IPv4 address 192.168.0.3 because this is configured to catch all unknown data (DMZ).

The device understands 6in4 protocol and so sees that its own global IPv6 address is the Ipv6 destination address. It thus passes the TCP protocol and any data that it is carrying to the web server on TCP port 80

F –.The web server either accepts the connection (or returns data if this is a part of the communication). The IPv6 response is packed into an IPv4 tunnelled frame and returned to the IPv4 address where it arrived from (that is the tunnel). Again the frame is sent to the gateway since the address is not in the local network.

G, H, I – The following three steps are equivalent to B,C,D

J – The local address 192.168-0.3 is again used to catch unknown protocol frames but this time the device sees that the IPv6 destination address is not its own global IPv6 address. Since relaying is enabled it identifies that it know the destination and so relays it to the local IPv4 address 192.168.0.98

K – The frame is passed to the PC running the web browser so that its tunnel can extract the

IPv6 frame and deliver it to its web browser. uTaskerIPv6.doc/1.01 23/31 2.04.2012

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Browser

192.168.0.98

2001:470:25:105::2

Web server

192.168.0.3 (in DMZ)

(6in4 RelayAgent)

2001:470:26:105::10

IPv4 router

192.168.0.1

84.52.187.28

A

IPv4 Internet

IPv4/IPv6

Tunnel

216.66.42.2

IPv6 Internet

B

C

D

E

F

G

H

Time

I

J

K

Note that the web browser an web server are located in the same network in this example. If they are at different locations and their IPv6 addresses not in the same tunnel sub-net the

IPv6 would deliver the IPv6 frames accordingly. uTaskerIPv6.doc/1.01 24/31 2.04.2012

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13. Operating a TCP Client over IPv6

The main difference between server and client operation is that the server listens for connections from a client and a client is active in establishing the TCP connection.

In the case of the server operation, as described in the previous section, the TCP layer receives information about whether the TCP connection was established using IPv6 or not – all subsequent transmission uses the corresponding IPv6/IPv4 mode.

Once a client is connected all transmission via its connected TCP socket will be handled according to the IPv6/IPv4 mode flag used by the socket in the same manner as the server.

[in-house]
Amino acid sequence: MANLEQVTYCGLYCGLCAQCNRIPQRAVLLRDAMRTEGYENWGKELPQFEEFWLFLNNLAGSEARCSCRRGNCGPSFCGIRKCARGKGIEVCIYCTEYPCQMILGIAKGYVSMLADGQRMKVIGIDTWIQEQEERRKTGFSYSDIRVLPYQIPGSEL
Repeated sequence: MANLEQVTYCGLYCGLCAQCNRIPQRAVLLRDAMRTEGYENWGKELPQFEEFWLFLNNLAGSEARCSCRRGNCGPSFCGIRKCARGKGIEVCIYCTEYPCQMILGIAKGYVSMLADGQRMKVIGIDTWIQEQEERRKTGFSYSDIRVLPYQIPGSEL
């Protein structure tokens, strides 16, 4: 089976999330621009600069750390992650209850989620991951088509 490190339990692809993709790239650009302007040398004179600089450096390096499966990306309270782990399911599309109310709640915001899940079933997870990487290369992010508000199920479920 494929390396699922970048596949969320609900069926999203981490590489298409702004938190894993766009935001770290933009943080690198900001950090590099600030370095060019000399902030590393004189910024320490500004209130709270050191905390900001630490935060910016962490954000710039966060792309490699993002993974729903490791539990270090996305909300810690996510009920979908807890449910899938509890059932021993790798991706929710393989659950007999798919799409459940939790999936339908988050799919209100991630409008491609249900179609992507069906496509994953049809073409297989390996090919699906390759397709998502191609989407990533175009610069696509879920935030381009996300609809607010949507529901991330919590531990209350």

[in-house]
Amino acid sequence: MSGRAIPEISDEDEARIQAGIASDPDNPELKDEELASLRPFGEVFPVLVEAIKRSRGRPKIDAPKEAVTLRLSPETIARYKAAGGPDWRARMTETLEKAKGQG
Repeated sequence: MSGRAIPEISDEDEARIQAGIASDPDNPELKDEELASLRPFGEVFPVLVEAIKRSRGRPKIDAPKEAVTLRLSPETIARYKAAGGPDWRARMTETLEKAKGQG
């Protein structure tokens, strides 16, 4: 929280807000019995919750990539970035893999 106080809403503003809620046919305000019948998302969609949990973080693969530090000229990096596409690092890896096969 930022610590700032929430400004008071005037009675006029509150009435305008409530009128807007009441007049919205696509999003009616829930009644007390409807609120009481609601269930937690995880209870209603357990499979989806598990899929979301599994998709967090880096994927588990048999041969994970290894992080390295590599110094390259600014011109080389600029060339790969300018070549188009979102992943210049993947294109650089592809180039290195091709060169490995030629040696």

The client, or the application using the client mode of operation, must therefore be able to choose whether the connection is to be made over IPv4 or IPv6 each time a connection is established. For the sake of compatibility any existing client code establishes an IPv4 connection by default, in which case the function extern USOCKET fnTCP_Connect(USOCKET TCP_socket,

unsigned char *RemoteIP,

unsigned short usRemotePort,

unsigned short usOurPort,

unsigned long usMaxWindow_flags); is used.

The final parameter ( usMaxWindow_flags

) is extended when IPv6 is enabled (otherwise it is unsigned short

) to allow passing a maximum windows length (maximum 65’535 bytes) plus TCP connection flags. When the flag

TCP_CONNECT_IPV6

is added to this parameter

(

0x00010000

) the connection takes places as IPv6 connection rather than IPv4 connection, whereby the

RemoteIP

must also be a pointer to an IPv6 address.

An FTP data connection operating in passive mode is an example of a TCP client. A TCP server may thus also require client capabilities as is pointed out in the following section discussion extensions required for IPv6 operation. uTaskerIPv6.doc/1.01 25/31 2.04.2012

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14. Extensions for IPv6

It was noted in the previous section that TCP in a dual-stack solution needs to be aware of the IP type that it is operating over due to the fact that it needs to calculate check sums including a pseudo-header made up of either the IPv4 or IPv6 IP addresses in the corresponding IP header.

However also higher layer protocols may require some awareness to be able to operate correctly.

In the case of HTTP a feature can be made of this awareness by displaying different web content depending on whether the user is connecting over IPv4 or IPv6 –

remember the fact that the Kane turtle only dances if you do connect via IPv6

. Also the µTasker project displays either the IPv4 or IPv6 address of the user on its start page. The application can identify the type of TCP connection used by reception data from the state of the following flag: